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The time an ad is submitted is not necessarily the time an ad is published. It might make you feel better for people approving classified ads to wait for some random period of time between evaluating and approving or deleting the next submission in the queue but that isn't really a consideration.
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Old 06-25-2019, 12:11 PM   #26
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The time an ad is submitted is not necessarily the time an ad is published. It might make you feel better for people approving classified ads to wait for some random period of time between evaluating and approving or deleting the next submission in the queue but that isn't really a consideration.
So you think that they actually ARE legit, and that the similarities and patterns are just coincidence? All but one are formatted much the same. One is longer. None of the sellers have previous forum interactions.

I might learn something new today.
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Old 06-25-2019, 12:21 PM   #27
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So you think that they actually ARE legit, and that the similarities and patterns are just coincidence? All but one are formatted much the same. One is longer. None of the sellers have previous forum interactions.

I might learn something new today.
I personally reviewed and approved each one. They were submitted at different times, from unique apparently unrelated IP addresses that roughly correspond to their purported locations.

You may note that there are LOTS of sellers who don't have much history. They sign up in order to sell their Airstream. Had they participated more, they might enjoy Airstreaming more and keep their Airstreams.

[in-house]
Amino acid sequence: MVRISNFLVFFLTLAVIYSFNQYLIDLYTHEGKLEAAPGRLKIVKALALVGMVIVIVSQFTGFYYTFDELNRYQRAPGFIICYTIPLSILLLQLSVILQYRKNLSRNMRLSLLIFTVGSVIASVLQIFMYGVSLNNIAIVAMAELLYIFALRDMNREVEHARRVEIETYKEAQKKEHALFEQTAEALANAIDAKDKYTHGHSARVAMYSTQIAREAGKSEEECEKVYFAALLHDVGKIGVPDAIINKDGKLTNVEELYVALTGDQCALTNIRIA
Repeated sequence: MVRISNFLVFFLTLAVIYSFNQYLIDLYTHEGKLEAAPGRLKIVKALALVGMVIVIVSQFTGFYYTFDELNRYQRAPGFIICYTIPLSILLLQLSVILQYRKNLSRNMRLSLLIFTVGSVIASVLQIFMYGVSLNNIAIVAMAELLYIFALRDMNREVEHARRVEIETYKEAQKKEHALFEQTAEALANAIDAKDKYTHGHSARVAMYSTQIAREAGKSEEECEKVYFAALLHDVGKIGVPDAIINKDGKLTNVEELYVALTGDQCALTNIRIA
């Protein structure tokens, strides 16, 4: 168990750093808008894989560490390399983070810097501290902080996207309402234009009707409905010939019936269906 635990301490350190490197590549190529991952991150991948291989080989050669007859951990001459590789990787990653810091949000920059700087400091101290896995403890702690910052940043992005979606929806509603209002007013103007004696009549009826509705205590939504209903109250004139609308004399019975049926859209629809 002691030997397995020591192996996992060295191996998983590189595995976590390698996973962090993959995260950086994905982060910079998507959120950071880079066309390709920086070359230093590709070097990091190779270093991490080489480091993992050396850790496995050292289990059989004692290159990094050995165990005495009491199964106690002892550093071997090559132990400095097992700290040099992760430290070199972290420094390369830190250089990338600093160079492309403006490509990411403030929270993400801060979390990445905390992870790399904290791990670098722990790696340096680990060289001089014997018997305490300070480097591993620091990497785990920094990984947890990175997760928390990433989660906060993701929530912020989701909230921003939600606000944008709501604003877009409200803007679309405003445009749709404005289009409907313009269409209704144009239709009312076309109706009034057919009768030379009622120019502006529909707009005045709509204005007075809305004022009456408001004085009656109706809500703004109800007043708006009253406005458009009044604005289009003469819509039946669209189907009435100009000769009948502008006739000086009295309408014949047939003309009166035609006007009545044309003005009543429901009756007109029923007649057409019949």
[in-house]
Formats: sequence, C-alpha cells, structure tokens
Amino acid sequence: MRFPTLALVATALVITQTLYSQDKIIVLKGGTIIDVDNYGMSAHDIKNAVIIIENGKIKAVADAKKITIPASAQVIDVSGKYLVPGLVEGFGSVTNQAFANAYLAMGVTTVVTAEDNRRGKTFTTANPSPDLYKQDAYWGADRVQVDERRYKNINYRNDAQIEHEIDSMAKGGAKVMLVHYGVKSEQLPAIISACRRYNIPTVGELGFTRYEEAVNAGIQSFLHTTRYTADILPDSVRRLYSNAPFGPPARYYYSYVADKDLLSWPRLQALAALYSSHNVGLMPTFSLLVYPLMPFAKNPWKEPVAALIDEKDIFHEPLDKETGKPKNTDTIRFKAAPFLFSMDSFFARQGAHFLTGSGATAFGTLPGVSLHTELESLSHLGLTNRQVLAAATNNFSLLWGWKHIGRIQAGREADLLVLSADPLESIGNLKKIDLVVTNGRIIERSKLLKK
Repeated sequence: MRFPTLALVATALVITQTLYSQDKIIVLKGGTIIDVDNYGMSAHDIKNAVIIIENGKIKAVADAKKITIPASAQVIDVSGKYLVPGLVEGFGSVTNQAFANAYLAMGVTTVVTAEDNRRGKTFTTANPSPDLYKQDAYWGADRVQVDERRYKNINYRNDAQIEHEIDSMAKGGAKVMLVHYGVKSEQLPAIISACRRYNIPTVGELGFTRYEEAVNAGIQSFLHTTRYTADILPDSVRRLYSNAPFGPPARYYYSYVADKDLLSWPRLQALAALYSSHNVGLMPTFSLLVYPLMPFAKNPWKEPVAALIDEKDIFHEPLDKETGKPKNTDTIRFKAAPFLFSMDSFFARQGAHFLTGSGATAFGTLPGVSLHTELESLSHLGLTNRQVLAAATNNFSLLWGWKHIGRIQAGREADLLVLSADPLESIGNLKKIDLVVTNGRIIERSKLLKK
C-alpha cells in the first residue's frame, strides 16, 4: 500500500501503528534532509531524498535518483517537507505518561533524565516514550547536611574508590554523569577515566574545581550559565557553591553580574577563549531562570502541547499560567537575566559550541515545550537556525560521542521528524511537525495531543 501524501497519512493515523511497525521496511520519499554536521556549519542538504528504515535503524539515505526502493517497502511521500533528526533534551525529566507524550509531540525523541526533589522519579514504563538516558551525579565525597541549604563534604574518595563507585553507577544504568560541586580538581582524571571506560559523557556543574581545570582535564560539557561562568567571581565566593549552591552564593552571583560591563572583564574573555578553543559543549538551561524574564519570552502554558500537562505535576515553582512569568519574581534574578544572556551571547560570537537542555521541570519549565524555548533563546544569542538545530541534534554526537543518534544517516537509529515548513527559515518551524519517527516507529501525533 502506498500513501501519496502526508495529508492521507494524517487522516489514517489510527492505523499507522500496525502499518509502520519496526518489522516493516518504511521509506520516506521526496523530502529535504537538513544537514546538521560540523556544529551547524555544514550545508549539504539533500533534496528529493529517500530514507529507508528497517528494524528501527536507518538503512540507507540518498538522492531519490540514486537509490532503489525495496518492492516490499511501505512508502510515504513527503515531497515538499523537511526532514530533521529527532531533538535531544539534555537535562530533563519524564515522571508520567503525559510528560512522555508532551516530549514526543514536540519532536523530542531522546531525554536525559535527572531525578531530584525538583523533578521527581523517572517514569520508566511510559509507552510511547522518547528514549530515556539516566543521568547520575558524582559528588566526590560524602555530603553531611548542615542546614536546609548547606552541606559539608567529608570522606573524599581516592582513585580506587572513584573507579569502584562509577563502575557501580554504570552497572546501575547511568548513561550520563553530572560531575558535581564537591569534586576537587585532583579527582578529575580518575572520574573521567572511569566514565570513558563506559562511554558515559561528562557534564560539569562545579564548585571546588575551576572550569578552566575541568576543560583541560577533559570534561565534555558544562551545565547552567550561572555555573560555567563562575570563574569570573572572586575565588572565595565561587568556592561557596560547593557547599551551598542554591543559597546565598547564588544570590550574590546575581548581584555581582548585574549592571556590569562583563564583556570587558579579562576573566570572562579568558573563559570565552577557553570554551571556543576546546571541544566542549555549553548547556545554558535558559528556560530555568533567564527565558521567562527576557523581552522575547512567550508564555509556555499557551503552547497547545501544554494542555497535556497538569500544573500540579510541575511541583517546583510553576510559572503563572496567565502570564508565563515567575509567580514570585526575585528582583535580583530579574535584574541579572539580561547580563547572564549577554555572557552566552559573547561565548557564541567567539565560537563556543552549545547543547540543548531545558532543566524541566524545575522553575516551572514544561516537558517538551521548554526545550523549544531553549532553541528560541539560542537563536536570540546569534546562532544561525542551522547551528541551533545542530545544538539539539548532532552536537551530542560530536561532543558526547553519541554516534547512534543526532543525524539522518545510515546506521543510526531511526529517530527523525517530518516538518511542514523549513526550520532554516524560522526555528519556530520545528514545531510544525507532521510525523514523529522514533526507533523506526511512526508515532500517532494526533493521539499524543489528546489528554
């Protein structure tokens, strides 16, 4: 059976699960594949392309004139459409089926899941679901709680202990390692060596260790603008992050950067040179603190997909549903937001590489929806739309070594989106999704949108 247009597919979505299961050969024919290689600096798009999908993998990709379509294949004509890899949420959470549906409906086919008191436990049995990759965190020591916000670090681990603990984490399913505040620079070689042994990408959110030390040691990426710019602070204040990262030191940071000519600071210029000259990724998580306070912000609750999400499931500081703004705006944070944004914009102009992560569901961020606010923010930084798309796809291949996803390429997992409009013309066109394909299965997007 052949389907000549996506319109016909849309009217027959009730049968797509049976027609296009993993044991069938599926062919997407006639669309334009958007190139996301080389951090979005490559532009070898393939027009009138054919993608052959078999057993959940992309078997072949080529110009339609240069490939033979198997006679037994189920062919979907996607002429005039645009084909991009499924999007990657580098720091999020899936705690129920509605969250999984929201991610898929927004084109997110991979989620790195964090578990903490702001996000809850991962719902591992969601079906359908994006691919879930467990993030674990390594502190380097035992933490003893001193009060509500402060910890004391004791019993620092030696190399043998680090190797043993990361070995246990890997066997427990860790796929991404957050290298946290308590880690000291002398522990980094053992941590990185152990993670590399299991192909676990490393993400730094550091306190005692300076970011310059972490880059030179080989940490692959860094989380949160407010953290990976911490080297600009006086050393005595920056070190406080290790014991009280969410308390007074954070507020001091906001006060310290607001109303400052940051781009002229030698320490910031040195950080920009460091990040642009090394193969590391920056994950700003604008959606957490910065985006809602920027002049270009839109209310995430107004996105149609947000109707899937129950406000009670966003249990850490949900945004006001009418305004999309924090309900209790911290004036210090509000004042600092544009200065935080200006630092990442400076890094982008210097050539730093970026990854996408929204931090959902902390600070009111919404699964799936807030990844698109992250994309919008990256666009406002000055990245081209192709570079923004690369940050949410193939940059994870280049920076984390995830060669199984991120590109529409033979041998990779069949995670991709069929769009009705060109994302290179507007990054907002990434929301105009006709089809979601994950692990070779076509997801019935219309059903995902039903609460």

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Old 06-25-2019, 01:12 PM   #28
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I have personally sold our 23 foot and 25 foot Airstreams. Both shown at our home to prospective buyers.

You also, as a buyer OR seller, be careful. Buyers can also be scamming. A Cashier's Check is not worth the paper it is printed upon if presented as payment at your home or in a parking lot.

Also... never leave your trailer plate on the trailer after the purchase. We give the buyer the paper plate from our purchase from the Airstream Dealer.

I meet the buyer at their or our bank and watch the teller issue the Cashier's Check. Then I Sign the check over to them for a Cashier's check in my name.

Times have not changed. There just are more seller and buyers willing to take your property or money. If the seller wants CASH... be careful. It could be stolen. If buying... Clear Title with no lien(s). Otherwise... walk.